Besides:

                The Federalist No. 28
                http://www.constitution.org/fed/federa28.htm

                If the representatives of the people betray their constituents, there is then no resource left but in the exertion of that original right of self-defense which is paramount to all positive forms of government, and which against the usurpations of the national rulers, may be exerted with infinitely better prospect of success than against those of the rulers of an individual state. In a single state, if the persons intrusted with supreme power become usurpers, the different parcels, subdivisions, or districts of which it consists, having no distinct government in each, can take no regular measures for defense. The citizens must rush tumultuously to arms, without concert, without system, without resource; except in their courage and despair. The usurpers, clothed with the forms of legal authority, can too often crush the opposition in embryo. The smaller the extent of the territory, the more difficult will it be for the people to form a regular or systematic plan of opposition, and the more easy will it be to defeat their early efforts. Intelligence can be more speedily obtained of their preparations and movements, and the military force in the possession of the usurpers can be more rapidly directed against the part where the opposition has begun. In this situation there must be a peculiar coincidence of circumstances to insure success to the popular resistance.

              • Ken B says:

                The Federalist you quote undercuts your position, for it posits that sovereignty resides with and flows from the people not the state governments, but it is the latter which underlies your compact notion. If the Federalist is right the compact theory is wrong.

              • Major_Freedom says:

                State government are “closer” to the will of sovereign people, or individuals, than centralized states.

                So your argument undercuts your own antagonism against guest’s main point, which you continue to tiptoe around.

              • Major_Freedom says:

                In the US, that is.

              • guest says:

                If the Federalist is right the compact theory is wrong.

                Individuals created the states, and the states created the compact between them (as states).

                How is that incompatible with the compact theory?

              • Ken B says:

                Because guest the Federalist you quoted says the people directly not the states dunnit. It flatly contradicts the compact idea.

              • Major_Freedom says:

                While the idea of individual sovereignty does undercut the idea of state level compacts, it undercuts them much less than federalist compacts.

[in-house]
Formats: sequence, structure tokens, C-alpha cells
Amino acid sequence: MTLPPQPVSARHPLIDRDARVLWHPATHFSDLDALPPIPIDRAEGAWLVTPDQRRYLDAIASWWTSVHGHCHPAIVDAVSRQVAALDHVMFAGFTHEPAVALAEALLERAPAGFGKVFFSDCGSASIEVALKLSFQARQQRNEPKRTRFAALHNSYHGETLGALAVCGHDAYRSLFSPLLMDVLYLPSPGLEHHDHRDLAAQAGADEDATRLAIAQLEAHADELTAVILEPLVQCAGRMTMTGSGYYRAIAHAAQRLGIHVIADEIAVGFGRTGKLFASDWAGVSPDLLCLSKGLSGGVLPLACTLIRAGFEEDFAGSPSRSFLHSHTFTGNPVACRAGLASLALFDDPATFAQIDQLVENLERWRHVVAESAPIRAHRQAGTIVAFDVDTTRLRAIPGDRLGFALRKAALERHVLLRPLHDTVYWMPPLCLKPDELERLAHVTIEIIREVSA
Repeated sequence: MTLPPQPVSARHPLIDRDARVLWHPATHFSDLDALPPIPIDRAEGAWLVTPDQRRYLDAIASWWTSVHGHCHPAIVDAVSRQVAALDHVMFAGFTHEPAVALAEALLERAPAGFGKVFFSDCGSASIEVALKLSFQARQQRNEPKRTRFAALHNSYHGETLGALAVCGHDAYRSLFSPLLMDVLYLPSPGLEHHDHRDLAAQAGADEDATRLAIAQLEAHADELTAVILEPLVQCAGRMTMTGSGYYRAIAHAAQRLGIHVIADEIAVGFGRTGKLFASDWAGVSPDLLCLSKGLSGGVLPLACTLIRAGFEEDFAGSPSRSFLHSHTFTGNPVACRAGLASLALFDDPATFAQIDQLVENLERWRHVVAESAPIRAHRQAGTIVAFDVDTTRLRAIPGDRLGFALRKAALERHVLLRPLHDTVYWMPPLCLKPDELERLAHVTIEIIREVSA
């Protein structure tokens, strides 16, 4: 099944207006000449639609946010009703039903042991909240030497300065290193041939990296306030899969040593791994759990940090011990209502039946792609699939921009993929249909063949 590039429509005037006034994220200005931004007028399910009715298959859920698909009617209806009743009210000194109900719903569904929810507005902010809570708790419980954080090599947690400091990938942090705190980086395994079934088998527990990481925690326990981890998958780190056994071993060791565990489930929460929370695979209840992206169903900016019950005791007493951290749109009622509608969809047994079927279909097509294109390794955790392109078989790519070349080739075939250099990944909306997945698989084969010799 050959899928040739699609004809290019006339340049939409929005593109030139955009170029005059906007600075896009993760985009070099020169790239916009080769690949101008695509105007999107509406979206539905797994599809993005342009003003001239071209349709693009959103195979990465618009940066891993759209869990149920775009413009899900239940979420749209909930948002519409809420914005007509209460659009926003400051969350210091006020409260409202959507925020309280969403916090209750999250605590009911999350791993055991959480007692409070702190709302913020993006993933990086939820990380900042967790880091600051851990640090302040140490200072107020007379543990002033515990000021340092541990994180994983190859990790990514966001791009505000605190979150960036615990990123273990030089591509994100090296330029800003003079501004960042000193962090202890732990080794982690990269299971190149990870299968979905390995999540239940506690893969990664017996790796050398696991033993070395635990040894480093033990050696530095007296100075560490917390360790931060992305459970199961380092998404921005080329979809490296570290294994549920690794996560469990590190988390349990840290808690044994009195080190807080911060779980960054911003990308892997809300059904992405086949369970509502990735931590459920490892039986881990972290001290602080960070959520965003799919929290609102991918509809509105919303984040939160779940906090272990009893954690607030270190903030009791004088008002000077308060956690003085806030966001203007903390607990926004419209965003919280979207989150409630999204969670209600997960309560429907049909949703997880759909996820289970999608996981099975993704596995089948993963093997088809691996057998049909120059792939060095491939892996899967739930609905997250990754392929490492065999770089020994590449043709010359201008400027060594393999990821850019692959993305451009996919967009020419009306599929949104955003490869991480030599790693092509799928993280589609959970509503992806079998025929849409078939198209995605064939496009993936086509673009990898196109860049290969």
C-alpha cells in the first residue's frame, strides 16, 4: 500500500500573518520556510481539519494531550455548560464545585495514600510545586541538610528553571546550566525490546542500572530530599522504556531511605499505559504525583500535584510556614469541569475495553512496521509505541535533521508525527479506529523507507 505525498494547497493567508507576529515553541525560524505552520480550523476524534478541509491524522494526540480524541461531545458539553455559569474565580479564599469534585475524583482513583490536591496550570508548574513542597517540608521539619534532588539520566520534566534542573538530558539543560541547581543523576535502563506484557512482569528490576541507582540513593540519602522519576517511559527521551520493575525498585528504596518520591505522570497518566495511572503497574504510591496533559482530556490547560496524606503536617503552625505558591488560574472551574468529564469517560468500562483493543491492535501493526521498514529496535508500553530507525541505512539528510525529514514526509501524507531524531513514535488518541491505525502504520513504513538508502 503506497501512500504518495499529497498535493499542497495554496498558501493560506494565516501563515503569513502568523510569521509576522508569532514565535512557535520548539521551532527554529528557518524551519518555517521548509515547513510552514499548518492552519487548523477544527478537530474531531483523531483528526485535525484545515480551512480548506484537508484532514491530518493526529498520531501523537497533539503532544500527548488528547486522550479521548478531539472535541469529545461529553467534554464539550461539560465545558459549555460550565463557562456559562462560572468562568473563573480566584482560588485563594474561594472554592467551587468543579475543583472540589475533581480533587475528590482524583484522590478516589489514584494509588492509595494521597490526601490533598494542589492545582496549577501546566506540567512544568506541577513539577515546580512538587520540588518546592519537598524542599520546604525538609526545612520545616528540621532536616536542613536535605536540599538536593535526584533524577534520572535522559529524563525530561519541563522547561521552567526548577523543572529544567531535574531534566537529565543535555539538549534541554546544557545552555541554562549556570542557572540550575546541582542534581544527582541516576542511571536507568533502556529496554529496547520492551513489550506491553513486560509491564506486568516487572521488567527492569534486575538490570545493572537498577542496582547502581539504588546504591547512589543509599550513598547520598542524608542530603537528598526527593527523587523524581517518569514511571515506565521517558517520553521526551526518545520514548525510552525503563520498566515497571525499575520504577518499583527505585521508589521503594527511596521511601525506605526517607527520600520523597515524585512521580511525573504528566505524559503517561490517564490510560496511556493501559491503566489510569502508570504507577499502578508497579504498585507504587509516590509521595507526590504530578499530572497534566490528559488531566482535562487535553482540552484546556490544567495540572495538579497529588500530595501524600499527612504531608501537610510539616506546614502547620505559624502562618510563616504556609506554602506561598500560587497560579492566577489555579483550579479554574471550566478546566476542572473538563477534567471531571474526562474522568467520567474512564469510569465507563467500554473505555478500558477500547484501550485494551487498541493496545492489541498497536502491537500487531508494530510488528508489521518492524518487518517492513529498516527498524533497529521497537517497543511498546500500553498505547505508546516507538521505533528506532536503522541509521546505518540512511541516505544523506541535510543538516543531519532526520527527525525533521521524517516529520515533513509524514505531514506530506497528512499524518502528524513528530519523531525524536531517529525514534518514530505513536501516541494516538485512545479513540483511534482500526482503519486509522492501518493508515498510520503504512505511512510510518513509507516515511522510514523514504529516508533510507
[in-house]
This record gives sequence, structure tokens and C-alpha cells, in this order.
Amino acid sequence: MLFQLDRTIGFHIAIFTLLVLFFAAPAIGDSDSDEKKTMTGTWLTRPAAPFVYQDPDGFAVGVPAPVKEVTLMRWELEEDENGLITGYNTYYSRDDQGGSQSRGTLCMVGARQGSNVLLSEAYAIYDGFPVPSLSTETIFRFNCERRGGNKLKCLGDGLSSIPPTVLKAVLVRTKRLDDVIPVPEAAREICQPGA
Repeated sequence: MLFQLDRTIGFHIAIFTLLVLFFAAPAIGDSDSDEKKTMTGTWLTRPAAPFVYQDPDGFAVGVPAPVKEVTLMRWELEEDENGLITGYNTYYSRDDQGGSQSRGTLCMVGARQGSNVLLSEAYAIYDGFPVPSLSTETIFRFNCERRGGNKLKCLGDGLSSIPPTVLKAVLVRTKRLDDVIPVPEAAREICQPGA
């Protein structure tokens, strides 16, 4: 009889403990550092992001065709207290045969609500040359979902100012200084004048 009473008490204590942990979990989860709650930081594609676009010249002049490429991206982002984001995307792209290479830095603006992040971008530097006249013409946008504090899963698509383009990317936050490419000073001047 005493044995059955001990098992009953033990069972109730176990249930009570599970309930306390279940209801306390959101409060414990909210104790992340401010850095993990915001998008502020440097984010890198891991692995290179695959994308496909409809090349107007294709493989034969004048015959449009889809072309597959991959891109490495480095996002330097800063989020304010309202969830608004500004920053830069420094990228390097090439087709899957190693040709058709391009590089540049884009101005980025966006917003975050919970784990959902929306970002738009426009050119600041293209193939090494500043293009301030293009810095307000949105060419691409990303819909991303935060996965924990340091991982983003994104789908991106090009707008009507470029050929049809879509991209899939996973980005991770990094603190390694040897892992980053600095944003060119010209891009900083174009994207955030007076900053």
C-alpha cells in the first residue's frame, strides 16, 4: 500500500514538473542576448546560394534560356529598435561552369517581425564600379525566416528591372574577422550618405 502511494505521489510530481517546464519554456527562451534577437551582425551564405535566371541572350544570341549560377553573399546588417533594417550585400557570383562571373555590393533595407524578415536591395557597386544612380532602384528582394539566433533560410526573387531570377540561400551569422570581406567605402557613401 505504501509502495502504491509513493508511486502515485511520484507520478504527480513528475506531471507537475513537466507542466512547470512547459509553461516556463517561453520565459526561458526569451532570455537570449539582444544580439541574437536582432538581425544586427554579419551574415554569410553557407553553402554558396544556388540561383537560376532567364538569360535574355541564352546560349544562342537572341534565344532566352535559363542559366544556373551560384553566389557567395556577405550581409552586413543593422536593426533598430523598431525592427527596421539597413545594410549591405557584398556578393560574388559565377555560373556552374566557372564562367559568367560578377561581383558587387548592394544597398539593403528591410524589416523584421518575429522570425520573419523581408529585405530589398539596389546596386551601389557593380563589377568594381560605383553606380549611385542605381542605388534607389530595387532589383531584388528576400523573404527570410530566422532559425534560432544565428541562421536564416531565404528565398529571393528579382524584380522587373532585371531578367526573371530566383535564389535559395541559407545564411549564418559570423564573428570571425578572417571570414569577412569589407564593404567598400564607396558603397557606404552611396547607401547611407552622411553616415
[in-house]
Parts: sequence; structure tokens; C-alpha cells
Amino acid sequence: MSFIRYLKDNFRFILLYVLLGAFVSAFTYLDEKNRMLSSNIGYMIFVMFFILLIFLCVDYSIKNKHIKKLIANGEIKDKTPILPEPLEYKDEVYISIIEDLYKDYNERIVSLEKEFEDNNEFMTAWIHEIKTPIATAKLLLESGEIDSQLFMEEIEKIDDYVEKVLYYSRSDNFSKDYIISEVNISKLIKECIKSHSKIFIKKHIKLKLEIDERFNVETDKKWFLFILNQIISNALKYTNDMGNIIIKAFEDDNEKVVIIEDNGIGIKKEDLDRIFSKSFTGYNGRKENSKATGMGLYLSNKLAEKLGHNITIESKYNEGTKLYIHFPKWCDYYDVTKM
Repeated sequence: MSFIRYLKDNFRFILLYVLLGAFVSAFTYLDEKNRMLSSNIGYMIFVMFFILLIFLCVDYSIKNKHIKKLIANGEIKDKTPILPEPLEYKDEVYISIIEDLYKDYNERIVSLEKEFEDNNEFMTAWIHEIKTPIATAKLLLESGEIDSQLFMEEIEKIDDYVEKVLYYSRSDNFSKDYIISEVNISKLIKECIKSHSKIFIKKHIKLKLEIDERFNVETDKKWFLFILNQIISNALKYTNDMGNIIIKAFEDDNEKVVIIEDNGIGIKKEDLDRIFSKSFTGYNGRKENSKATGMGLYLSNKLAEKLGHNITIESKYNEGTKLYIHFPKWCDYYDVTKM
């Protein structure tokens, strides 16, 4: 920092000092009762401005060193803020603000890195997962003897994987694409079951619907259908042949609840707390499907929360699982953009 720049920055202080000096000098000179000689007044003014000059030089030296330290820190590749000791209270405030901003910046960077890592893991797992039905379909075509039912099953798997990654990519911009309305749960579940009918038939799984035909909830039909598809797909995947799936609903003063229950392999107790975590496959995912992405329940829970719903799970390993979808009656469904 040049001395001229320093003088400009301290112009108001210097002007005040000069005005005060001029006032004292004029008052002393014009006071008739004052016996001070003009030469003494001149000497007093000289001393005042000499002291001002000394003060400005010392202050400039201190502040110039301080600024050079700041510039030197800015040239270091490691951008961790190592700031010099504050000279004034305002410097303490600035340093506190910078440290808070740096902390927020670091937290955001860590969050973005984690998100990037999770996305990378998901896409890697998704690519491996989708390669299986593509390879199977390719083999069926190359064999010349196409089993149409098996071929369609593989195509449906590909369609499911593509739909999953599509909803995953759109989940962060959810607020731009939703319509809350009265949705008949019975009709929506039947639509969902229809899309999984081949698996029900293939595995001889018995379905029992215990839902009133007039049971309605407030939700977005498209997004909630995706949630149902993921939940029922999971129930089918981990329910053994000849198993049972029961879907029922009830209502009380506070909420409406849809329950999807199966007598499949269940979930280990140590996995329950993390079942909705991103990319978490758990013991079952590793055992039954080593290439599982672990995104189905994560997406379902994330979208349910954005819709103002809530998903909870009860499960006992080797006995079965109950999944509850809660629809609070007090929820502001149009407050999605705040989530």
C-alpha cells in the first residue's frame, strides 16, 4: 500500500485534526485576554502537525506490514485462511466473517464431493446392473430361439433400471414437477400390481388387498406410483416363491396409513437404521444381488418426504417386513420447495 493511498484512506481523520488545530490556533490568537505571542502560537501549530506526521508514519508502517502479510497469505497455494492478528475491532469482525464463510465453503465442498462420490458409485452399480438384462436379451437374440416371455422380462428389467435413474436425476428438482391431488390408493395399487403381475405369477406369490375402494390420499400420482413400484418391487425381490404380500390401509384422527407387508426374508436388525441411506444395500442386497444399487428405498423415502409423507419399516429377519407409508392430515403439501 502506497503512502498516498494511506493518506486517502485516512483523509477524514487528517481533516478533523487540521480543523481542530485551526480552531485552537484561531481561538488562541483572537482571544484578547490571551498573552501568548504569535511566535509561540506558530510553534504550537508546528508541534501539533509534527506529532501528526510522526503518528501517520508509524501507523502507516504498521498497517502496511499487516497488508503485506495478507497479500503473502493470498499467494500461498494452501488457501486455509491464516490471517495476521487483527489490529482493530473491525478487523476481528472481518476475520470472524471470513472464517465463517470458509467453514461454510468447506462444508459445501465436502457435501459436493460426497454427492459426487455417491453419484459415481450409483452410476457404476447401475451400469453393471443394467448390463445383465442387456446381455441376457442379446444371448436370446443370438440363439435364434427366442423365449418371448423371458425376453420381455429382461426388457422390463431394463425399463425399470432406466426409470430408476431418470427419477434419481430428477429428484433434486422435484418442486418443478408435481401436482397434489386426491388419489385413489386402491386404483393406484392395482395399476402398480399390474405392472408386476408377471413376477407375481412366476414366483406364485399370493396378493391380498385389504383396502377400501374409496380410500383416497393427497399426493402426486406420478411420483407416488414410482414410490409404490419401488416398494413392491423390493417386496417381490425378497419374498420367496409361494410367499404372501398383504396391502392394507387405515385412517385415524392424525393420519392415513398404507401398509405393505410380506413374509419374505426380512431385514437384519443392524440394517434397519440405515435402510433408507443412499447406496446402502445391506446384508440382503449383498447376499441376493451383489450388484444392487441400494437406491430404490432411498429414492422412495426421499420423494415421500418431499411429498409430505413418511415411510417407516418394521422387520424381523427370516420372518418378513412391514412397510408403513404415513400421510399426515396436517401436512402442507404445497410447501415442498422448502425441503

If you accept individual sovereignty as a valid anough idea to serve as a framework for ethical action, then you can’t put yourself in a position of “siding” with federal level power during disputes between the feds and a particular state. You can’t have it both ways, just so you know.

              • guest says:

                Because guest the Federalist you quoted says the people directly not the states dunnit. It flatly contradicts the compact idea.

                The people in one state can’t decide something for the people in another state.

                A compact between the states would have to be done at the state level.

                (And yeah, as MF alludes, I am ignoring the fact that a state can’t compel individuals to be a party to a compact between states.

                (If the NAP was followed, the states would likely not be anywhere near as large as they are, and a compact between states would be logistically impossible, seeing that any individual has the freedom to leave the Union, retaining his private property.)

              • Ken B says:

                guest: “The people in one state can’t decide something for the people in another state.”

                Actually they can. We have two states, California and Rhode Island. The Californians want a peace treaty with Canada. They have votes in the house, and with the Veep can break a tie in the 4 member senate.
                And of course more generally in any majoritarian system, the people in some states can and do decide for those in the rest. You may not like it is all.

  3. Ken B says:

    Tom cheats on his wife and gets caught. She files for divorce and it is granted.
    Do we say Tom’s divorce was caused by the cheating? Not if we read Lewrockwell.com; then we know the divorce was caused by the wife’s filing. The cheating had nothing to do with it!

    • Richie says:

      Then Tom should be allowed to murder his wife, no?

      • Ken B says:

        Now lets leave religion out of this.

        • Major_Freedom says:

          And, you know, Union level governments.

  4. Daniel Kuehn says:

    1. When I’m talking to the guy that has ethical problems with a public program to prevent the annihilation of the human species, and the subject is ethics, I feel pretty good clarifying “it probably doesn’t mean what it sounds like to you. If people get a laugh out of it that’s just icing on the cake :)

    2. I’ve registered for the IER event – should be able to make it. If I do I’ll definitely make sure to raise the issue of the impact of climate change on the bonobo population in the Q&A. I feel like I owe Ken B that much at least.

  5. Ken B says:

    A word on the ” compact” theory, lest guest lead anyone astray. This is the contra factual claim that the federal government was form only as a treaty between states, which delegated but reserved their sovereignty in so doing. It requires that the founders not have believed what they said, that sovereignty flows from the people and that the federal govt was a real government. The earliest versions of this notion that I know of date from 1798, in resolutions drafted by Madison and Jefferson, inter Alia. These were later elaborated by Calhoun and others, reaching conclusion explicitly rejected by Madison. That the theory post dates the ratification debates should suggest to you that it is ahistorical and wrong. A reading of a few Federalist papers will too.